“Colonel Ronnie Hoare ran Maranello Concessionaires, the official Ferrari importer, from his Ford dealership in Bournemouth. The Colonel was very kind to me, put in my order and said that I didn’t have to give him the full amount until I could afford it. I went down to the factory, picked up GTO chassis number 3767 and drove it home across France, stopping at a few good restaurants on the way.
“The first big international I did was the Tour de France. It was an amazing event, ideal for the GTO: 3000 miles on the road, seven hillclimbs and five circuits, Spa, Le Mans, Pau, Albi and Reims, all virtually non-stop. Danny was my co-driver, and his job was to pour cold water over my head to keep me awake. We finished fourth.
“Next I shipped the car to Cape Town and drove it 1000 miles to Kyalami, across the endless semi-desert of the Karoo, dodging the wild animals. That was the first time that I did the Nine Hours, with Bruce Johnstone as my co-driver, and we won that. Then I put it on a boat carrying cork up the coast to Angola, came third in the Grand Prix there. Amazing circuit around the streets of Luanda, just the odd straw bale against the occasional lamp post. My hotel was on one of the corners, with a couple of sandbags to stop cars ending up in the foyer.
I looked out of my bedroom window on race day and saw the soldiers who did the marshalling welding up the manhole covers in the road to stop them popping up during the race.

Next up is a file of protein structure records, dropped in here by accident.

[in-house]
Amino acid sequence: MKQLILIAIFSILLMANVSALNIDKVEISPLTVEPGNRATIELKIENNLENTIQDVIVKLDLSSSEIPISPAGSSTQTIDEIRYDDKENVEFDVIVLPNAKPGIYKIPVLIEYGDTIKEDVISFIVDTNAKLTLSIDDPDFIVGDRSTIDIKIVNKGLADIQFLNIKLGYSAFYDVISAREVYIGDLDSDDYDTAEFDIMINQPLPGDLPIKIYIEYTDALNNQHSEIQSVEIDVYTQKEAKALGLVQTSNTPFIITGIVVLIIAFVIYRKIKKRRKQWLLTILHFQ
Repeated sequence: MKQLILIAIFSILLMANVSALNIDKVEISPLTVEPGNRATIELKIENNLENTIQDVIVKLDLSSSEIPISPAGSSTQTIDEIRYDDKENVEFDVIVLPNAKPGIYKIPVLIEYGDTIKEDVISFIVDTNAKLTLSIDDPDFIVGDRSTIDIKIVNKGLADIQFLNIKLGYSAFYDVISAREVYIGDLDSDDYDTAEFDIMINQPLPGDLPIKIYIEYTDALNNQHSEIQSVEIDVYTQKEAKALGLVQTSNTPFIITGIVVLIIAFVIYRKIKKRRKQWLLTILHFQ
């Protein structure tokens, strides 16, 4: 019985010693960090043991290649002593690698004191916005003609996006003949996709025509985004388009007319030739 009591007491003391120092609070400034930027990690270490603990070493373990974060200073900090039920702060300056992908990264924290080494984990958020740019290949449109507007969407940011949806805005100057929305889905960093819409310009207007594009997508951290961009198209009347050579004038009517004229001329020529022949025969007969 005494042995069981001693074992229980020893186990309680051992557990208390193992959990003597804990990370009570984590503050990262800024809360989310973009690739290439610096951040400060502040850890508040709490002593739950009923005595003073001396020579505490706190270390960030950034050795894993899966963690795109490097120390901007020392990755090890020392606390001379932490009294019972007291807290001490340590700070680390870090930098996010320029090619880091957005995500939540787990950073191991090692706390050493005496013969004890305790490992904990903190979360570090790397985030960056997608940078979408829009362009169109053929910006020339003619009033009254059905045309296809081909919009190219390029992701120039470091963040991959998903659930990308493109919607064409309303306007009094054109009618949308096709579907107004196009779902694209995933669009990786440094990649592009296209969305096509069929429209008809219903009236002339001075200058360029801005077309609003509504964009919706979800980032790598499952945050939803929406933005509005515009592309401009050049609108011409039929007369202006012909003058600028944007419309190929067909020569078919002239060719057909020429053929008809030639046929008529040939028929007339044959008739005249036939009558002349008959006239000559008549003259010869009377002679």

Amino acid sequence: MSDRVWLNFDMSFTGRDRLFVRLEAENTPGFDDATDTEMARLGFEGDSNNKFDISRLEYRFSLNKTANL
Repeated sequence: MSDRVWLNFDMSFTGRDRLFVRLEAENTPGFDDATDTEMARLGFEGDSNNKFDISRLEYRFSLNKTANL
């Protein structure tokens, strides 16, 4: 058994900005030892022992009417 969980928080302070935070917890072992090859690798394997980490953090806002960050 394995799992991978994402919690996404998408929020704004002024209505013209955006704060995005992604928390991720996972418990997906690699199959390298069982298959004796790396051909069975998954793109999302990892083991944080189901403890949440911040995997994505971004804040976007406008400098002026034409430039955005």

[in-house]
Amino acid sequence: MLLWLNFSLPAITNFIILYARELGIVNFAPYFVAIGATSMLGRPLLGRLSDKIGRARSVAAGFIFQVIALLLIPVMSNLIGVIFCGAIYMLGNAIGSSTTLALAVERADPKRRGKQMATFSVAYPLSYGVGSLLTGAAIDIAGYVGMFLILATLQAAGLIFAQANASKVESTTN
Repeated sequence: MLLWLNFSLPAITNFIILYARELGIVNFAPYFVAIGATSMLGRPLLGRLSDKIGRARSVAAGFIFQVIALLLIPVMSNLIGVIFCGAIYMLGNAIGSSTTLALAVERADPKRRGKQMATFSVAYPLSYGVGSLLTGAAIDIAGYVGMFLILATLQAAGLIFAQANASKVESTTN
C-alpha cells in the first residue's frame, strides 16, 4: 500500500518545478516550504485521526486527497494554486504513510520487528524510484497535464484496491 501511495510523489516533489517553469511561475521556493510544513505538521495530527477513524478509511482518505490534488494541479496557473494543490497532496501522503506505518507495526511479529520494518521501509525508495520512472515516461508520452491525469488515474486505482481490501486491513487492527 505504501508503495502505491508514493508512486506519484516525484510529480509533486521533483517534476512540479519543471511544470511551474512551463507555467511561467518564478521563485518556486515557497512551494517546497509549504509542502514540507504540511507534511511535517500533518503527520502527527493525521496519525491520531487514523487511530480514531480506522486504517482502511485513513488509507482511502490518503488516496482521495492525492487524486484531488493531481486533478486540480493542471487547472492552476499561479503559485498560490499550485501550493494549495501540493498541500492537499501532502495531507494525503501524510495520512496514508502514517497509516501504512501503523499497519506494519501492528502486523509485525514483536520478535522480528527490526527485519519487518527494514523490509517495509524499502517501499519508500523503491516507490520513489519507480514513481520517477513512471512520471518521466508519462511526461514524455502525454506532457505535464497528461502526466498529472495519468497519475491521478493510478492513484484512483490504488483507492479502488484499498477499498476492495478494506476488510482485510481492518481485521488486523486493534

“After Angola I got the GTO home, put it on the QE2 and shipped it to New York. Then I drove it down south through Virginia, the Carolinas and Georgia to Florida, and did Daytona and Sebring.” Always on the lookout for a deal, Piper found a wealthy American to buy his now high-mileage GTO so he could order a new one: “The new owner, Ed Cantrell, was a good racer. He brought it over to Europe and we did the Nürburgring 1000km together. We finished sixth in that one.
“On my second GTO, 4491, we did a lot of work to make it more competitive. We chopped seven inches out of the windscreen and lowered the roof, took a lot of weight off it, put the back wheels on the front and made new 10in rims for the back. It would be sacrilege now, but the rules allowed it then. With its current owner the car is back to standard, of course.